Investors are Ready to Discover Fannie Mae and Freddie Mac

Source: Flickr / Georgie Pauwels.

After an amendment to the preferred stock purchase agreement with the U.S. government was added in 2012, shareholders of Fannie Mae (NASDAQOTCBB: FNMA  ) and Freddie Mac (NASDAQOTCBB: FMCC  ) are forced to rely on the courts to realize any value from their investment.

A recent decision from the court hands an early win to Fannie and Freddie investors and we could soon learn a lot more about their situations.

Early win
For Fannie and Freddie investors, overturning the Sweep Amendment put in place in Aug. 2012 is critical to giving shares any value. Since politicians are generally more eager to wind down the GSEs than give shareholders any value, the courts are the most likely way for the Sweep Amendment to be overturned.

Although there are many parties suing the U.S. government over its handling of Fannie and Freddie, the case put forward by Fairholme Funds is one of the most critical and where the current news comes from.

Last week, a federal judge sided with the plaintiffs, Fairholme Funds, and granted discovery beginning April 7 and ending Jul. 31. In other words, the defendants, The United States, will have to start releasing information beginning at the start of this week.

What it means
The case against the government in the Fannie and Freddie case largely rests on the idea of collusion within the government. The pro-shareholder side alleges that the Federal Housing Finance Agency (FHFA), the conservator and controller of the GSEs, acted with the government to steal the profits of Fannie and Freddie through the Sweep Amendment.

Right now, the story would suggest that something to that effect happened, considering the Sweep Amendment was enacted soon after the GSEs returned to profit, and that no manager of a profitable company would agree to give up its entire future profits for no compensation. However, finding hard evidence to support these allegations has been difficult.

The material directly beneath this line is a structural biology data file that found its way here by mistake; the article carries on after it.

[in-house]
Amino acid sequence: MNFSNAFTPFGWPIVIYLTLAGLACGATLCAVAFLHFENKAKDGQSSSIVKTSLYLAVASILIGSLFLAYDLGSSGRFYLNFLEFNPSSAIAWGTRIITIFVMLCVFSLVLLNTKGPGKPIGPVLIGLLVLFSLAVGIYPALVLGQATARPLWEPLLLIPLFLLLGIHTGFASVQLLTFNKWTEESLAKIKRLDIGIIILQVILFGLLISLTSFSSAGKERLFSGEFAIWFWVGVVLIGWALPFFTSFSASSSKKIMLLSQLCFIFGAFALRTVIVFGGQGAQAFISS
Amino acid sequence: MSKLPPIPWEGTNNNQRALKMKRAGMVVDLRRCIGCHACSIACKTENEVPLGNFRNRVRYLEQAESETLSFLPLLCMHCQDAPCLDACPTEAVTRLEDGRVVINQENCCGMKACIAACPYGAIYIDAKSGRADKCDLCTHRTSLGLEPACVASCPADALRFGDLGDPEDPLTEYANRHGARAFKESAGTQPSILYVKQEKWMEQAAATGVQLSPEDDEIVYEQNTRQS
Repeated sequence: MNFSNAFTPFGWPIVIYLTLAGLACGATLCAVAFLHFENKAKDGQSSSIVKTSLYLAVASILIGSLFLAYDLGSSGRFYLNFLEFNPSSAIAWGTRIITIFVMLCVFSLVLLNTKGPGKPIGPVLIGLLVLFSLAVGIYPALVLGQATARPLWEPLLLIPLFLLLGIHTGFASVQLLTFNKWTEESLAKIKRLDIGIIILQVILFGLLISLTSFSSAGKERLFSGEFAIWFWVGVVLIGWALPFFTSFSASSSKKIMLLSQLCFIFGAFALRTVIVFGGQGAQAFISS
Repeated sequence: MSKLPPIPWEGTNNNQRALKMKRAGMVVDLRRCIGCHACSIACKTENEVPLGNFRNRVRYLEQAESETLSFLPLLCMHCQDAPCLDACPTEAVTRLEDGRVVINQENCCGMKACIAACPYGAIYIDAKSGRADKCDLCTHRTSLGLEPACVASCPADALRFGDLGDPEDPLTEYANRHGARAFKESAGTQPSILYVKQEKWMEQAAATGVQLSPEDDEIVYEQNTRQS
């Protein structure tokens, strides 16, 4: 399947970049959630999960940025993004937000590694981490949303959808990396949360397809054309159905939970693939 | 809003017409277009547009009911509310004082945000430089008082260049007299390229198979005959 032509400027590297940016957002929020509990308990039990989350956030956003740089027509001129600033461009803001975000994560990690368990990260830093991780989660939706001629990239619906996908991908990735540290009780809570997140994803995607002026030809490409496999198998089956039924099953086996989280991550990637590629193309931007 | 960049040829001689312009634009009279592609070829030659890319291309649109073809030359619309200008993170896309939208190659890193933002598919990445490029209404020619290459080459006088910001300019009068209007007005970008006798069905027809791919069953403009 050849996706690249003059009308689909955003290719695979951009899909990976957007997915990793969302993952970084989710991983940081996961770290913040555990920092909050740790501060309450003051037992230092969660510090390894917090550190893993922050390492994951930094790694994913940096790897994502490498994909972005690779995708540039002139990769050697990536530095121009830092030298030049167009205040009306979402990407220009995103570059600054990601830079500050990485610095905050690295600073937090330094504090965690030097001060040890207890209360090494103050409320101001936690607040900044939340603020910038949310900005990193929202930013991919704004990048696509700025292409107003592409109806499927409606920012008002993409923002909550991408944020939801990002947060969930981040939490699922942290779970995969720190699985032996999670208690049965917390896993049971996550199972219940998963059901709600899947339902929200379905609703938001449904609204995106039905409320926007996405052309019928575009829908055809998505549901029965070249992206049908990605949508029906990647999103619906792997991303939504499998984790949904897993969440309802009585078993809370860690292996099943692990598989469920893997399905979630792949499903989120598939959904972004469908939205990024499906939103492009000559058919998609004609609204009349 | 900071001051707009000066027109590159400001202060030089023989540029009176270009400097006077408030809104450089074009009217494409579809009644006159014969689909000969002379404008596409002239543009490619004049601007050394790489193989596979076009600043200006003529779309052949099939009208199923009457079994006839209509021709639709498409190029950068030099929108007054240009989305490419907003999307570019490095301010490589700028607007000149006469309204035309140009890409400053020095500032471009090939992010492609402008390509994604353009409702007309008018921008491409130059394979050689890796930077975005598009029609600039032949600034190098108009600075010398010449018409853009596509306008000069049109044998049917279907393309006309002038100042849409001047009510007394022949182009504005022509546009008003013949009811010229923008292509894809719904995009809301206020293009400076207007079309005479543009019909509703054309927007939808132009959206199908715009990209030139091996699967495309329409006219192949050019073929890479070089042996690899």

Discovery could grant new insights into the internal acts of the government leading up to the Sweep Amendment and possibly bring hard evidence to back up the allegations of the plaintiffs.

Terms of discovery
First, by granting discovery to begin soon, the plaintiffs are put in a much better position. The battle to save Fannie and Freddie's shareholders is a race between the courts and Congress, the latter of which is looking at different ways to wind down the GSEs and almost certainly wipe out common shareholders. Having discovery begin on April 7 means the lawsuit can progress faster and possible information can come to light before Congress can pass legislation to end Fannie and Freddie.

The terms also call for status conferences every two weeks between the court, the plaintiffs and the defendants. Although status conferences are fairly common in legal proceedings, having one every two weeks should help to keep the government from slowing down the release of requested information and allow the proceedings to move along faster.

Lawsuit investment
In the past decade, Fannie and Freddie have gone from being blue chip stocks, to near worthless penny stocks, to bets on the legal rulings from the nation's courts. Fairholme Funds has been granted discovery to begin next week and they could soon know a lot more about what happened inside the government around the time of the Sweep Amendment.